Cat Town's Cat Zone and adjacent RAWR Coffee Bar in Oakland is a super fun outing for a feline-loving child. Because the website suggests making reservations, and it has a cafe and acts as sort of an animal shelter, I thought a post about exactly What Is Cat Town? might be useful; it's certainly not a traditional attraction.
Located in Oakland's Auto Row area, a block from the Sprouts Grocery, Cat Town was created to facilitate cat adoption. It is a very clean indoor cat play area, housing around 20 cats at a time, where the public is welcome to visit. An attached cafe sells fancy coffee and pastries, and a fee for admission raises money to support care for the cats.
It is surprisingly easy to park on Auto Row. I arrived there twice in one day and got Rock Star Parking both times.
Why did I drive to Cat Town twice in one day? I did not make reservations, despite the suggestion on the website. I arrived with my daughter and her friend at 11:10 am, and due to the cat play area being at capacity with visitors, we were invited to take a noon time slot. Waiting for 50 minutes for the 12 pm hour to begin with two 8-year olds was not a viable option, despite the attached cafe and vast quantities of cat-themed merchandise to browse.
From the ordering part of the Rawr Cafe, you can peep through the observation window to the cat zone visitation area. We were charmed enough by the set up that we decided to return to Cat Town with reservations to see the 17 cats that were tallied on the sign at the front desk.
By 2pm, the entire population of cats was asleep, and the posted rules of play at Cat Town's Cat Zone include no picking up the cats at all and no touching cats who are sleeping.
What the kids thought about Cat Town
Some patrons seemed content to sit with their coffee or knitting and not interact with the cats. My girls concluded that it's a pretty good cafe with a fun benefit that you might see a cat walk by, but that overall it was not as satisfying as going to a house with cats where you can pick them up, whether or not they are asleep. They said it was boring and they didn't need to go again, unless it was maybe first thing in the morning and more cats were awake. However, I believe that the no-picking-up rule is pretty limiting. (These cats are not going to come sit on your lap, so it like a strip club with a no touching rule.)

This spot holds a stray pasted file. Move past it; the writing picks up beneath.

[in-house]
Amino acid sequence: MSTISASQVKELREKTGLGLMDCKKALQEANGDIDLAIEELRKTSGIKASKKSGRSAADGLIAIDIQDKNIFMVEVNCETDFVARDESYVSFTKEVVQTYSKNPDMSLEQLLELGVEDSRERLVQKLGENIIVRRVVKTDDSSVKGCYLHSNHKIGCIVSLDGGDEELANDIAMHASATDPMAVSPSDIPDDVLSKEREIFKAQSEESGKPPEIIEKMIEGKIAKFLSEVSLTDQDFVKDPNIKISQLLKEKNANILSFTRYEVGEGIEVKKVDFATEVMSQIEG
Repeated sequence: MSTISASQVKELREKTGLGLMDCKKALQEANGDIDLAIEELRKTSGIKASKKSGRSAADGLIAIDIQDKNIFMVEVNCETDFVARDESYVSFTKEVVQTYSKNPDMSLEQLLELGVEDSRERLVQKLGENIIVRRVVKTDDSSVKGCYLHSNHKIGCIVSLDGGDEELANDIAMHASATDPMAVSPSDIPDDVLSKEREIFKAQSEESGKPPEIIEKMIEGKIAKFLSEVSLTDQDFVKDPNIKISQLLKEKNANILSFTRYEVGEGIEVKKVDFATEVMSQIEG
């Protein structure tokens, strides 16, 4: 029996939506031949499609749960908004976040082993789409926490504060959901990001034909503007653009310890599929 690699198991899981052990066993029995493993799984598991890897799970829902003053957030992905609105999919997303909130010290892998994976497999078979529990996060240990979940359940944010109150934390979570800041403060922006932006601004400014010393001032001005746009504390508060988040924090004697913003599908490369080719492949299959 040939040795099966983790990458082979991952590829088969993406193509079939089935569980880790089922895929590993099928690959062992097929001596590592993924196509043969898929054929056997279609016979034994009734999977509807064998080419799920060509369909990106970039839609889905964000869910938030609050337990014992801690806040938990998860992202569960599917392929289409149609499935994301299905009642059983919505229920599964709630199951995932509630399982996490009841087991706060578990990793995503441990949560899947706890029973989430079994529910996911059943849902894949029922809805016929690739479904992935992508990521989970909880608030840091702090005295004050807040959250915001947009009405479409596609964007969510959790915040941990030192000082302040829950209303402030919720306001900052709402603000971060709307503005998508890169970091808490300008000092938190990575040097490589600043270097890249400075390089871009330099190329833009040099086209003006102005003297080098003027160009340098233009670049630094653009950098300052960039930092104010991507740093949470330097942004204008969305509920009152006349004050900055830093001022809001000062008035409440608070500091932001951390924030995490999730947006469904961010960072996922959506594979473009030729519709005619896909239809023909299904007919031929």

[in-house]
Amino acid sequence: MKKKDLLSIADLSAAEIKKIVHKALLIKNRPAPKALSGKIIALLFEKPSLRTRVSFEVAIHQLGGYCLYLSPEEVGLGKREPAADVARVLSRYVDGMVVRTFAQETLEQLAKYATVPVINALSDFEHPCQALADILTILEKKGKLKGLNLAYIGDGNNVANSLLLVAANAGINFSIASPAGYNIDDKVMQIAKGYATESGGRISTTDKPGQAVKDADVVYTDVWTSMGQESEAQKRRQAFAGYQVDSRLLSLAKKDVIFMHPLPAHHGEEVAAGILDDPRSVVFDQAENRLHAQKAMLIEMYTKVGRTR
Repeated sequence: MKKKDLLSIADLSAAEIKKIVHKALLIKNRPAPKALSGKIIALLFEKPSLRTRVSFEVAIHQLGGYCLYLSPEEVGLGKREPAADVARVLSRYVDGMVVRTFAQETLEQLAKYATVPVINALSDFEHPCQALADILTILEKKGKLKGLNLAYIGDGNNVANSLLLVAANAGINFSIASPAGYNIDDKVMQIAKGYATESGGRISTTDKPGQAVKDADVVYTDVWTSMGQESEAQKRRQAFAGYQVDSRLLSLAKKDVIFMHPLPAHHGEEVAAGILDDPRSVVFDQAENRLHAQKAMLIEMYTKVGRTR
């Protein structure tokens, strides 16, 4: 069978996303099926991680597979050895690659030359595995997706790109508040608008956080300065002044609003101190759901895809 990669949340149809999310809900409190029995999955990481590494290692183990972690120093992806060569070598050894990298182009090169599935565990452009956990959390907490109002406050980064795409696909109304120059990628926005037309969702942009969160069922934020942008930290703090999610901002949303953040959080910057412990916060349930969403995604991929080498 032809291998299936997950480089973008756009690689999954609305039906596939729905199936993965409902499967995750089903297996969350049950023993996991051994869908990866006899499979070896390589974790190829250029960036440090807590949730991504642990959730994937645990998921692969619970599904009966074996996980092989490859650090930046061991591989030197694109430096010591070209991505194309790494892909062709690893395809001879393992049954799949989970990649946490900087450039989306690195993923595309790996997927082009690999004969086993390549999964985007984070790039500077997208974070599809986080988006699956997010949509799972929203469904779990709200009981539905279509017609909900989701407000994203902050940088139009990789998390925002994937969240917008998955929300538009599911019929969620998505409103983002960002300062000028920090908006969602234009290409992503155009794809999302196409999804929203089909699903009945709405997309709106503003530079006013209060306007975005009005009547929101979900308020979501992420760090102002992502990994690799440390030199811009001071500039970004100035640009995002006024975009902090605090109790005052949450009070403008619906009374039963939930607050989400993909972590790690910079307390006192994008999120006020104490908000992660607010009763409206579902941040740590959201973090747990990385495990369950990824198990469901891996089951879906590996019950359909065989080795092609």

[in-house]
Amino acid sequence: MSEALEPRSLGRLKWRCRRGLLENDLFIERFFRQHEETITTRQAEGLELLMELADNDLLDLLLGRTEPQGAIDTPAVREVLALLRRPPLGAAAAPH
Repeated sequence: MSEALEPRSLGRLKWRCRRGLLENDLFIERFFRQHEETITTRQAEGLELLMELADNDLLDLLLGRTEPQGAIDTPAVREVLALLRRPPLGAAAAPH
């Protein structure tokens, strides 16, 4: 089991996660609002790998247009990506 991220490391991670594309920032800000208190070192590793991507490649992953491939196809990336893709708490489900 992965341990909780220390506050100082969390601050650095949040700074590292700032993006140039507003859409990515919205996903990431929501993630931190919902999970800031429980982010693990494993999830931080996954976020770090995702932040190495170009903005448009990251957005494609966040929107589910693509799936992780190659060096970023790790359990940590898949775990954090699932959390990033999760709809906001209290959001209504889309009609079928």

I did go back in the morning in the name of research and validated that the cats are much more lively at 10 am when Cat Town opens. Cats walked around, played with toys, and explored the space, which is filled with creative playhouse-sized faux local-themed buildings for the cats to chillax in, including a little taco truck.
The cats are all available for adoption, so the hope is that you'll fall in love and take one home. A Wall of Fame-style bulletin board shows all the cats that have been recently adopted.
Admission Price for Cat Town's Cat Zone
It's $10 per person and reservations are strongly recommended. I believe this price is prohibitive to a parent with multiple children. Though I would not encourage a parent and two kids to spend $30 on this activity just for kicks, then again, it is a donation to a cause my family is personally attached to, so if you feel strongly about cats and are happy to donate, then perhaps it's a fit.
[See also how to foster kitties in the East Bay.]
Other logistics to plan your visit
Cat Town strives to maintain a really calm atmosphere. Kids are allowed, however, at least one adult needs to be present for each two children (12 and under).
Treats for the kitties are for sale at RAWR cafe for $1 each.
Pretty much. 510Families.com donated $15 and bought three hot chocolates and a huge, delicious gourmet chocolate chip cookie that was actually worth the drive, parking, and cost of admission.
Cat Town is located at 2869 Broadway, Oakland and was the first Cat Cafe in the U.S.